Hunger situation in India worse than sub-Sahara | india | Hindustan Times
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Hunger situation in India worse than sub-Sahara

If all the sacks of grains in India’s federally held stocks were to be laid next to one another, it could stretch up to the moon and back. Yet, India is among 29 countries with the highest levels of hunger, stunted children and poorly fed women, according to the International Food Policy Research Institute (IFPRI)’s “Global Hunger Index 2010”. Zia Haq writes.

india Updated: Dec 24, 2011 23:00 IST
Zia Haq

If all the sacks of grains in India’s federally held stocks were to be laid next to one another, it could stretch up to the moon and back. Yet, India is among 29 countries with the highest levels of hunger, stunted children and poorly fed women, according to the International Food Policy Research Institute (IFPRI)’s “Global Hunger Index 2010”.

Despite a strong economy that has been predicted to overtake China’s within three years by the Economist magazine, India ranked 67th among 85 countries in terms of access to food.

It also ranks below several Sub-Saharan nations, such as Cameroon, Kenya, Nigeria, and Sudan, even though per capita income in these countries is much lower than India’s.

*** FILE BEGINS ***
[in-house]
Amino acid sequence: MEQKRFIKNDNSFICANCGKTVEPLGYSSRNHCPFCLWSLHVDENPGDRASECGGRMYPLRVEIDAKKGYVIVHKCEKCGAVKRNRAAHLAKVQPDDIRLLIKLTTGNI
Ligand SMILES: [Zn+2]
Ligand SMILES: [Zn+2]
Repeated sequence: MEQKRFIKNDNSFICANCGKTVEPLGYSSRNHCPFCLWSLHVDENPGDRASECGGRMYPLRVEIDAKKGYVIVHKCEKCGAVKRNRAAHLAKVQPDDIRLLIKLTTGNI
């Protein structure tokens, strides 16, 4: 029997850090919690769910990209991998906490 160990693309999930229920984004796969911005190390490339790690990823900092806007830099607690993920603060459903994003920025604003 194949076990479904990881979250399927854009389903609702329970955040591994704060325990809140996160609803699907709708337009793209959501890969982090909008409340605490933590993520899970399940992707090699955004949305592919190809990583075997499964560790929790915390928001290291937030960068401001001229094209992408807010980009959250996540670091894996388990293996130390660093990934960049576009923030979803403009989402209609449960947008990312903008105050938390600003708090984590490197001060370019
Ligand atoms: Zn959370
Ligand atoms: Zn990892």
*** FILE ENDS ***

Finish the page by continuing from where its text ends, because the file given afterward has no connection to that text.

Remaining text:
The report points to widespread hunger in a country that is the world’s largest producer of milk and edible oils, and second-largest producer of wheat and sugar. So, India’s hunger is a problem of access to food, rather than output or availability.

A recent Oxford University study found 410 million people were living in poverty and food insecurity in just eight Indian states – more than in 26 sub-Saharan African countries. “Alarmingly, not a single Indian state falls in low or moderate categories; most states have a serious hunger problem,” says Anil B. Deolalikar, professor of economics at the University of California, Riverside, co-author of the India State Hunger Index.

The FAO defines hunger as the consumption of fewer than 1,800 kilocalories a day — the minimum required to live a healthy and productive life — which 200 million Indians lack.